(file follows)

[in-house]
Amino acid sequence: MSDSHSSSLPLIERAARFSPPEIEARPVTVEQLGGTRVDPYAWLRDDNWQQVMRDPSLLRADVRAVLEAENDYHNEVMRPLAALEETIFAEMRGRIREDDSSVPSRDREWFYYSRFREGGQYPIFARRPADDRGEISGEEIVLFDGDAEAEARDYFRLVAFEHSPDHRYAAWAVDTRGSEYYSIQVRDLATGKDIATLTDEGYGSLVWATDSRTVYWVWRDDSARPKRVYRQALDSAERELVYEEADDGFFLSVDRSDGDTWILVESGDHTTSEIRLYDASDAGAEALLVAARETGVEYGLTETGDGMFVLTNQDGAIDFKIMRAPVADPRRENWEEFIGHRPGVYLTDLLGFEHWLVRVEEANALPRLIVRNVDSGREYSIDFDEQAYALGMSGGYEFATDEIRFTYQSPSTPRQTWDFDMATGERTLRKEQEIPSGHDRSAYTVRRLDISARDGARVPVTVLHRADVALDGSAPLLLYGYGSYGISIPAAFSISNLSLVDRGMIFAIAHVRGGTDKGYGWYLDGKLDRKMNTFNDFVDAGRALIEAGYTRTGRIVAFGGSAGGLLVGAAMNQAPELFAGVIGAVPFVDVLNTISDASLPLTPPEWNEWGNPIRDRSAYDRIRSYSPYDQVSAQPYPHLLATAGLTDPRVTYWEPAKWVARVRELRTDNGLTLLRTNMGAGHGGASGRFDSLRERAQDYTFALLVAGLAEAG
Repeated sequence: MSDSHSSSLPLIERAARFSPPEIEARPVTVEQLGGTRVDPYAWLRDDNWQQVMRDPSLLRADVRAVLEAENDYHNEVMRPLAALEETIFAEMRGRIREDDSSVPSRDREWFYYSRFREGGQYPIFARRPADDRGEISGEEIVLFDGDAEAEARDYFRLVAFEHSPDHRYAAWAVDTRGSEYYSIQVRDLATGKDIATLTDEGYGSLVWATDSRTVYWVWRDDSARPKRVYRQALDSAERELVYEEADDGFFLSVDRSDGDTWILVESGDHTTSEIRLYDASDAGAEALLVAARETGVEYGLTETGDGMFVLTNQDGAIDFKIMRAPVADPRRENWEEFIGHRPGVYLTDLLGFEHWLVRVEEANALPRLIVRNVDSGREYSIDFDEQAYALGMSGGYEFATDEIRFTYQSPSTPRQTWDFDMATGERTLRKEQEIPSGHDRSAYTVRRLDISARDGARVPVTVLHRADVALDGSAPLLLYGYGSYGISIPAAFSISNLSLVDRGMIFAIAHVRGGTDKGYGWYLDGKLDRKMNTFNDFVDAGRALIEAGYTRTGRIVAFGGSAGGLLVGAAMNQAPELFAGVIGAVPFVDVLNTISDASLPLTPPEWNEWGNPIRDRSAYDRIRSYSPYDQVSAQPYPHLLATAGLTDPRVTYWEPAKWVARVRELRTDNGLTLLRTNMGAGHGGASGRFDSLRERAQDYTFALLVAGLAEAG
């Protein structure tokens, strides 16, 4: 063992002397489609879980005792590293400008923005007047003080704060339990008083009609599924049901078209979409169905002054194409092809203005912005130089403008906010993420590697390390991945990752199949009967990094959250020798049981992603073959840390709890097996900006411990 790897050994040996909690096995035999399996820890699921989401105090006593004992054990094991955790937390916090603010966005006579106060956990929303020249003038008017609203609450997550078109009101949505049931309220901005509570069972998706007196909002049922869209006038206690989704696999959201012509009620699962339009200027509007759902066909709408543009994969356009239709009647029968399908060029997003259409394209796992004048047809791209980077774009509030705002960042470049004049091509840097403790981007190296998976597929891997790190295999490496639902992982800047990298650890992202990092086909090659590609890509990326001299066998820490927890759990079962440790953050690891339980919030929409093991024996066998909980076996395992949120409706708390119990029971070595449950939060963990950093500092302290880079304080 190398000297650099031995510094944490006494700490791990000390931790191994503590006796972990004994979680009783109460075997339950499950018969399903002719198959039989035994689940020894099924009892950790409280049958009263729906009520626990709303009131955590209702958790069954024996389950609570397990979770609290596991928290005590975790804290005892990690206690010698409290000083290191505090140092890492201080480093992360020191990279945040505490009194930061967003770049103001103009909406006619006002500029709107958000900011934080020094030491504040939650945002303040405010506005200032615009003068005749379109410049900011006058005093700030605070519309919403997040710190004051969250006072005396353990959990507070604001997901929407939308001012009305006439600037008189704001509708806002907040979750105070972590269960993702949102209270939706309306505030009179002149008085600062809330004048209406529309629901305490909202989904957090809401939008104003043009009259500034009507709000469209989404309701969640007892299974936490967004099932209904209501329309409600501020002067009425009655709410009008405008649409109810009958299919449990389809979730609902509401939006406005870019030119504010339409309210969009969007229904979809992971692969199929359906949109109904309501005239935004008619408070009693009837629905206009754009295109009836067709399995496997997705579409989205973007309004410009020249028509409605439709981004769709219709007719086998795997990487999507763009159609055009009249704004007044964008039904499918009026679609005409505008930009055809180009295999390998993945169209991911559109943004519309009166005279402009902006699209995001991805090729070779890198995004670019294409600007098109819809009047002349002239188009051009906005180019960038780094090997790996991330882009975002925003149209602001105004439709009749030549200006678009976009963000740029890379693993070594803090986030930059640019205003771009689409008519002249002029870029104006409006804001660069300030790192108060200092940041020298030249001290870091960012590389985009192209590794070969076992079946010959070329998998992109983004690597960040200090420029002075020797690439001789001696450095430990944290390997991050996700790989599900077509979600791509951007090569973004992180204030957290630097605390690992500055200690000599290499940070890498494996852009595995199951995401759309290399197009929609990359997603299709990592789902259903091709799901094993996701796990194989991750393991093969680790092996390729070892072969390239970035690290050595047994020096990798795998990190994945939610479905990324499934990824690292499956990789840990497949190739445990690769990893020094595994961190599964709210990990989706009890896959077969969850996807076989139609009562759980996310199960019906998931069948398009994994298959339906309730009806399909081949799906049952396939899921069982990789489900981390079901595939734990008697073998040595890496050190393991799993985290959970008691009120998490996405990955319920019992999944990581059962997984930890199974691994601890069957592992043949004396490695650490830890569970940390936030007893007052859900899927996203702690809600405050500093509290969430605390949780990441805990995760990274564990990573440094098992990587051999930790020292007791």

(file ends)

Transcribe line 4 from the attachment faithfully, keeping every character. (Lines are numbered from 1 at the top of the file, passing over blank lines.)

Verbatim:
């Protein structure tokens, strides 16, 4: 063992002397489609879980005792590293400008923005007047003080704060339990008083009609599924049901078209979409169905002054194409092809203005912005130089403008906010993420590697390390991945990752199949009967990094959250020798049981992603073959840390709890097996900006411990 790897050994040996909690096995035999399996820890699921989401105090006593004992054990094991955790937390916090603010966005006579106060956990929303020249003038008017609203609450997550078109009101949505049931309220901005509570069972998706007196909002049922869209006038206690989704696999959201012509009620699962339009200027509007759902066909709408543009994969356009239709009647029968399908060029997003259409394209796992004048047809791209980077774009509030705002960042470049004049091509840097403790981007190296998976597929891997790190295999490496639902992982800047990298650890992202990092086909090659590609890509990326001299066998820490927890759990079962440790953050690891339980919030929409093991024996066998909980076996395992949120409706708390119990029971070595449950939060963990950093500092302290880079304080 190398000297650099031995510094944490006494700490791990000390931790191994503590006796972990004994979680009783109460075997339950499950018969399903002719198959039989035994689940020894099924009892950790409280049958009263729906009520626990709303009131955590209702958790069954024996389950609570397990979770609290596991928290005590975790804290005892990690206690010698409290000083290191505090140092890492201080480093992360020191990279945040505490009194930061967003770049103001103009909406006619006002500029709107958000900011934080020094030491504040939650945002303040405010506005200032615009003068005749379109410049900011006058005093700030605070519309919403997040710190004051969250006072005396353990959990507070604001997901929407939308001012009305006439600037008189704001509708806002907040979750105070972590269960993702949102209270939706309306505030009179002149008085600062809330004048209406529309629901305490909202989904957090809401939008104003043009009259500034009507709000469209989404309701969640007892299974936490967004099932209904209501329309409600501020002067009425009655709410009008405008649409109810009958299919449990389809979730609902509401939006406005870019030119504010339409309210969009969007229904979809992971692969199929359906949109109904309501005239935004008619408070009693009837629905206009754009295109009836067709399995496997997705579409989205973007309004410009020249028509409605439709981004769709219709007719086998795997990487999507763009159609055009009249704004007044964008039904499918009026679609005409505008930009055809180009295999390998993945169209991911559109943004519309009166005279402009902006699209995001991805090729070779890198995004670019294409600007098109819809009047002349002239188009051009906005180019960038780094090997790996991330882009975002925003149209602001105004439709009749030549200006678009976009963000740029890379693993070594803090986030930059640019205003771009689409008519002249002029870029104006409006804001660069300030790192108060200092940041020298030249001290870091960012590389985009192209590794070969076992079946010959070329998998992109983004690597960040200090420029002075020797690439001789001696450095430990944290390997991050996700790989599900077509979600791509951007090569973004992180204030957290630097605390690992500055200690000599290499940070890498494996852009595995199951995401759309290399197009929609990359997603299709990592789902259903091709799901094993996701796990194989991750393991093969680790092996390729070892072969390239970035690290050595047994020096990798795998990190994945939610479905990324499934990824690292499956990789840990497949190739445990690769990893020094595994961190599964709210990990989706009890896959077969969850996807076989139609009562759980996310199960019906998931069948398009994994298959339906309730009806399909081949799906049952396939899921069982990789489900981390079901595939734990008697073998040595890496050190393991799993985290959970008691009120998490996405990955319920019992999944990581059962997984930890199974691994601890069957592992043949004396490695650490830890569970940390936030007893007052859900899927996203702690809600405050500093509290969430605390949780990441805990995760990274564990990573440094098992990587051999930790020292007791």